Posted by Hawkson 15:36 Archived in Canada Comments (3)

Lazy Days of Summer

overcast 18 °C

Everyone’s dream: a warm summer day on a Pacific island paradise - curled up on deck in a deckchair with a good book.
But wait! Why aren’t we in the picture?
First, Jim decided to build the deck - yet another deck overlooking the ocean. Our house now has more decks than a small liner, but with brilliant sunrises and ever-changing seascapes to enthrall us we never tire of waving at passing yachts and watching for whales, sea-lions, dolphins and seals. But a deck without deckchairs is like summer without sunshine, so we made the deckchairs - Jim did the woody bits and I stitched the upholstery. And here’s the view we would have had if we had found the time to sit in them…

So why were we too busy to enjoy the view this summer? Remember the good book we were going to read? Well … firstly, we had to research it and Jim had to write it. It’s the biography of the remarkable 91 year old award-winning actor, Antony Holland, (the world's oldest regularly performing actor), and here’s a sneak preview…

Not content with just doing the creative part, we then started our own publishing company - Bliss Publications of Gabriola. and we have been snowed under with orders. The first-edition hardcover issue of Antony’s Private Parts has already sold out and we are bringing out the softcover version next spring. In the meantime we’re off to relax in the Aegean and the Mediterranean and to greet a new addition to the Hawkson family. Hop into our backpacks and we will take you on a tour of Turkey, Italy, France and the UK for the next few months.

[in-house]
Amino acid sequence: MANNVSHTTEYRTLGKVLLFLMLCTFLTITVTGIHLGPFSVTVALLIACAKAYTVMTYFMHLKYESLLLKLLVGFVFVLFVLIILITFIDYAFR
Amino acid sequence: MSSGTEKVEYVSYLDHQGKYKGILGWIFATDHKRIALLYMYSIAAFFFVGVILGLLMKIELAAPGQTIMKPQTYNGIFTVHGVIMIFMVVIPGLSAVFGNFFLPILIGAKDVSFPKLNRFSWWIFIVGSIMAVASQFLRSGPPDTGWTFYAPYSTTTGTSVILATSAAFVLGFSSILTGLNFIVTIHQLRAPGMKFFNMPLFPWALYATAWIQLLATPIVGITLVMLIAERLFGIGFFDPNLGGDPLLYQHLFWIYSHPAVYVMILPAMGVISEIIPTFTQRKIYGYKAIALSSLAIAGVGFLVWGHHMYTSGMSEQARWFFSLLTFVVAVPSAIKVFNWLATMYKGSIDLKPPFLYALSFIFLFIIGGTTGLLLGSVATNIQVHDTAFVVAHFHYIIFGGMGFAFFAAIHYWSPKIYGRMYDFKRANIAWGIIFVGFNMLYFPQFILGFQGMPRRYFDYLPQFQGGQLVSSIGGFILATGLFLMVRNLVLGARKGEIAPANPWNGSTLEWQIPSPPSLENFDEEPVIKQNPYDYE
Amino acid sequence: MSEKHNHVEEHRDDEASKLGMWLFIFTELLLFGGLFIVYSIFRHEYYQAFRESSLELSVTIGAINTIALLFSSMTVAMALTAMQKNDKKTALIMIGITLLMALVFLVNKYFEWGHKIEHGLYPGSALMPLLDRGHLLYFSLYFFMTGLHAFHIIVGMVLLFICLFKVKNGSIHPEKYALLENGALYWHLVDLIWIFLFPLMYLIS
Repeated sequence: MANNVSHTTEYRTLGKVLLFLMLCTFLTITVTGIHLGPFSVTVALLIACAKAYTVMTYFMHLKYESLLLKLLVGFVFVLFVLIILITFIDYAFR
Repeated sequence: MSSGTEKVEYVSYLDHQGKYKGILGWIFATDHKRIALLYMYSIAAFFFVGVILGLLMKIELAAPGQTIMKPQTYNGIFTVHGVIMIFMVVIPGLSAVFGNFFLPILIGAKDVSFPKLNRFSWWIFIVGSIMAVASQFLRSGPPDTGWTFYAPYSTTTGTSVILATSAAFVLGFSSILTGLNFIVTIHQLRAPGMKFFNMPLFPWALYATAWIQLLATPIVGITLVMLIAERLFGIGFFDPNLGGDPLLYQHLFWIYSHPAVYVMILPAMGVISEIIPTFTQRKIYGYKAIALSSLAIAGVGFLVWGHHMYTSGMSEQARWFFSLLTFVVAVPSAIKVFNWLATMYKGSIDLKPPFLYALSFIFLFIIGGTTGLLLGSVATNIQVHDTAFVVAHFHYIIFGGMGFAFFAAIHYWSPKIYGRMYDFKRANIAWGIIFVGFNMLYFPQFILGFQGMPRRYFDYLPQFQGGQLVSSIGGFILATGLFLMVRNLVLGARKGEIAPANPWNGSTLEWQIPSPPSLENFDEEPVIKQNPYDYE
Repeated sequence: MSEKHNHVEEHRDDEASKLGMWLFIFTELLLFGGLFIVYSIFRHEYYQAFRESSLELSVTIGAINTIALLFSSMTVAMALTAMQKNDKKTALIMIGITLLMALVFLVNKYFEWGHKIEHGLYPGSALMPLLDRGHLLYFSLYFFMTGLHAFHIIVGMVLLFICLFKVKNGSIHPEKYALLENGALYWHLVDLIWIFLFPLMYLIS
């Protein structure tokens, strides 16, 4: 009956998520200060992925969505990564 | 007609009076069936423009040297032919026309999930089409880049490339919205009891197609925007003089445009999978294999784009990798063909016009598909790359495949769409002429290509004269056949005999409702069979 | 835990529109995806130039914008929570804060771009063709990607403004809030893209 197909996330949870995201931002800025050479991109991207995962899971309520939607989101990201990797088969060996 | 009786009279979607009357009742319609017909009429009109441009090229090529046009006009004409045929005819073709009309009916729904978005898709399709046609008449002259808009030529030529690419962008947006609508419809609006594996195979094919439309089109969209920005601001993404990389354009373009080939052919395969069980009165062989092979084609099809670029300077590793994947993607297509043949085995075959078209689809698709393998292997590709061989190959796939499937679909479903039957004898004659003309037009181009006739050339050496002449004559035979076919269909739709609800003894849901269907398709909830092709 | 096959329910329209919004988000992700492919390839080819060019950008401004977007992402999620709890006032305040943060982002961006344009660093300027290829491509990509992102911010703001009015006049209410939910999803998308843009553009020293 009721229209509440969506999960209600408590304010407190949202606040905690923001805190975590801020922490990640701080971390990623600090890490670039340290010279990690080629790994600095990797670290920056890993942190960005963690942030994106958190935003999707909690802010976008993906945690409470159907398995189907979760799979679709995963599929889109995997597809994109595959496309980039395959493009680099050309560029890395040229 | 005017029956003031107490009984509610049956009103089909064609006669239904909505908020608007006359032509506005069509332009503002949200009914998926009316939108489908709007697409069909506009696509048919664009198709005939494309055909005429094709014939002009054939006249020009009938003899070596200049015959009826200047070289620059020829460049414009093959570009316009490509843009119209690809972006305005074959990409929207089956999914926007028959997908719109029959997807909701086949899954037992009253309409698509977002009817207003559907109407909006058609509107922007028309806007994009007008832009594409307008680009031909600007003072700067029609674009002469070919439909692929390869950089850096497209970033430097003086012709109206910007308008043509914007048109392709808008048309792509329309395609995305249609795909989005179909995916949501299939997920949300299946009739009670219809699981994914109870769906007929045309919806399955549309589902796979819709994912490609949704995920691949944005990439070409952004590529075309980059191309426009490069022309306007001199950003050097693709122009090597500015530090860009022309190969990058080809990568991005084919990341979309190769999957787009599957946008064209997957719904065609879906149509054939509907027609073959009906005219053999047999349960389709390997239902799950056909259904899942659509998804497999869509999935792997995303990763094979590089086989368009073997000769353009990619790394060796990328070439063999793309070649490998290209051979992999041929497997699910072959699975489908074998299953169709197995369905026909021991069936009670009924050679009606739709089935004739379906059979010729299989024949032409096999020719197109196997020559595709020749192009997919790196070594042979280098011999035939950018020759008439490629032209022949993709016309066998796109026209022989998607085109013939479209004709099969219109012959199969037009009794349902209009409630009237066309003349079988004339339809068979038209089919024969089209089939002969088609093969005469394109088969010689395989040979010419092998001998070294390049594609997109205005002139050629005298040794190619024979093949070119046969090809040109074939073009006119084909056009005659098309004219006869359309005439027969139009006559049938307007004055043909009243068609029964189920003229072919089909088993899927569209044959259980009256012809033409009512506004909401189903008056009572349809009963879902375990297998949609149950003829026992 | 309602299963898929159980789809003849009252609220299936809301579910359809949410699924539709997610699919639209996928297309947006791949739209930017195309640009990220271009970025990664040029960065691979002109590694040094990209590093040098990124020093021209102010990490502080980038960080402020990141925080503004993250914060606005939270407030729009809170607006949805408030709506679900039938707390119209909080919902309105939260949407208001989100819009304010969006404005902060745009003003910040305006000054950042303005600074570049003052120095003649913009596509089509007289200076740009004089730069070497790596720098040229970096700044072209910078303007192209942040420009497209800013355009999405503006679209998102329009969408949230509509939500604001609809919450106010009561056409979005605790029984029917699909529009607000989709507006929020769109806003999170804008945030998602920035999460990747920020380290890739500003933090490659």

Posted by Hawkson 19:45 Archived in Canada Comments (5)

Summer on Paradise Isand

rain 15 °C

Gabriola - Paradise Island
From stunning sunrises...
To glorious sunsets...
...........The perpetual sun stretched the days and weeks into a wonderful summer in our corner of paradise this year.
The northern Pacific was particularly warm and welcoming, both for us and for several pods of killer whales that performed breathtaking exhibitions in the bay. At the end of July we held an Egyptian party to share culinary experiences from our spring trip. The happy bunch feasted on shish-kebabs, falafel and pita, followed by an enormous fig flan, and, on cue, the orcas turned up as the main entertainment.
Our friends from Calgary were most impressed.
July 12th. marked the anniversary of our labyrinth and, as always, we spruced it up and held a re-dedication. The labyrinth is now a popular destination for both visitors and locals and we love to see people walking it.

So, now that fall and the rains have arrived, we are leaving. First, to England and the Channel Islands, to research material for Jim's next book - the biography of 90 year-old actor/director and founder of Vancouver's Studio 58, Antony Holland. And then to India. We arrive in New Delhi on October 21st. and for the following four months we will be travelling the length and breadth of the Indian sub-continent; from the Himalayas to the southernmost tip. We invite you to join us for the ride. It's absolutely free of charge and you won't have to suffer the heat, the beggars or the flies. And you definitely won't get Delhi belly or Dengue fever. (We hope that we don't either - but we're prepared to take the risk on your behalf).

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Posted by Hawkson 19:35 Archived in Canada Comments (2)